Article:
Except there was nothing soft or jovial about the man, according to Reginald Waters, the person who had given her hope and, more importantly, help. Hancock was reportedly stern and stubborn, especially when it came to protecting those under his dominion. Jenna had learned a great deal from Waters. She hoped she could trust what he'd shared with her. And though Hancock might not be the monster who stole Jenna's life all those years ago, he was the gatekeeper now. He had been for several years. The idea tore at her soul. All these years and she hadn't known.

She drew in a steadying breath and directed her interest to her surroundings. All she had to do was get this job and she was in. If she proved herself worthy and gained Hancock's trust, she would have full access.

Like the waiting room, the corridor beyond the secured door was a blank slate of white walls, ceiling and floor. At the far end another security access area waited. A blue-uniformed guard stood by. He nodded to the administrator, pressed the necessary button, and the bulletproof glass wall parted, allowing passage.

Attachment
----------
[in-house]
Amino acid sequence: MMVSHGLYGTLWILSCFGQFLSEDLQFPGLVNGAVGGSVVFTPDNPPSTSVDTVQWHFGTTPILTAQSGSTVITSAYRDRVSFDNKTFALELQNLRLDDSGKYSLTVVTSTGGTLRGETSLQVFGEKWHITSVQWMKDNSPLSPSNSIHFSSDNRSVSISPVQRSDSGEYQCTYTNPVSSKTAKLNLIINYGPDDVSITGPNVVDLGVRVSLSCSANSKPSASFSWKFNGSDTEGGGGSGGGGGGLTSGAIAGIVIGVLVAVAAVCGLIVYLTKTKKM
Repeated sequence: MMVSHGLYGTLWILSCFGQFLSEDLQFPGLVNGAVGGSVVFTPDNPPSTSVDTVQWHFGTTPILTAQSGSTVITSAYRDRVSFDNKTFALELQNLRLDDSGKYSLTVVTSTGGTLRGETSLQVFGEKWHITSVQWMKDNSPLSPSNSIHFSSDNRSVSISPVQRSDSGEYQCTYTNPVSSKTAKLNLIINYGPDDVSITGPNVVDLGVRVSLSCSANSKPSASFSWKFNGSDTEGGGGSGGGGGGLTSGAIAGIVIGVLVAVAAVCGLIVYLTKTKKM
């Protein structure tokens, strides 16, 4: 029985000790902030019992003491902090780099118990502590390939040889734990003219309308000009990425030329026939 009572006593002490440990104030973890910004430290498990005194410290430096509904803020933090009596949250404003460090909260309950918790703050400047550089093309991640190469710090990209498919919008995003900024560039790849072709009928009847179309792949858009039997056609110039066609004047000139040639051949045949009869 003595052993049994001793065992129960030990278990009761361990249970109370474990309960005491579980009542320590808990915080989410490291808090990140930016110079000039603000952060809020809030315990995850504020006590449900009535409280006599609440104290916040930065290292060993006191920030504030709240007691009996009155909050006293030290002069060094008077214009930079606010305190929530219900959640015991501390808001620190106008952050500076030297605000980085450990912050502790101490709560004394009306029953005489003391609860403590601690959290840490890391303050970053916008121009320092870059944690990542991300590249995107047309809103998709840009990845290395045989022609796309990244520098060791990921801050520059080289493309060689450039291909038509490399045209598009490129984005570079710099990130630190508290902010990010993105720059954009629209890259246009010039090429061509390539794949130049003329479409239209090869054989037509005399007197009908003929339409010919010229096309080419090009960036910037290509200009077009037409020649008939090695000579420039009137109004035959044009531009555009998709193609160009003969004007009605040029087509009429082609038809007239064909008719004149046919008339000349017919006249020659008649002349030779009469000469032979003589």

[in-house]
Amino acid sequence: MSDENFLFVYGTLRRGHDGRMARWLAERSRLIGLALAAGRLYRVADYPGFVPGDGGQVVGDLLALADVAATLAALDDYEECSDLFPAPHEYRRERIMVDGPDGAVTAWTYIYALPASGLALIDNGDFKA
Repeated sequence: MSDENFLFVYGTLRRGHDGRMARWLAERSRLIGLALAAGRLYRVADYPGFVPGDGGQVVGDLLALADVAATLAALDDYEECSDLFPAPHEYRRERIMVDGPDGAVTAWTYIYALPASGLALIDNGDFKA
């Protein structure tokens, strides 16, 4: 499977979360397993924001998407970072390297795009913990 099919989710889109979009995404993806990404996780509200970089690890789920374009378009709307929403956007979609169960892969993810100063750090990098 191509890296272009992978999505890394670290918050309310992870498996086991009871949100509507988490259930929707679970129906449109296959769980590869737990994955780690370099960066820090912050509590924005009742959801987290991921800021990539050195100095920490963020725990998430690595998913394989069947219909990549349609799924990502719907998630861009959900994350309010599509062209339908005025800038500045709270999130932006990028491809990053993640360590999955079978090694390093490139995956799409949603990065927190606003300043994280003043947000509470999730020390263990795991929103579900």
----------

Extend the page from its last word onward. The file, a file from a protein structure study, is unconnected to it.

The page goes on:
"You'll need to leave your personal belongings here," Hancock said.

"Of course.” Jenna handed her purse to the guard. She raised her arms while he moved the security wand over her body. Prepared for this step, she'd worn no earrings or jewelry, not even a watch. Not that time really mattered much to her anymore.

The guard nodded to the administrator and Jenna followed Dr. Hancock beyond the final security point, where the corridor widened then divided to detour around the attendants' desk. A hush teeming with secrets permeated the air on this floor. The students resided in small private rooms designed for their own protection.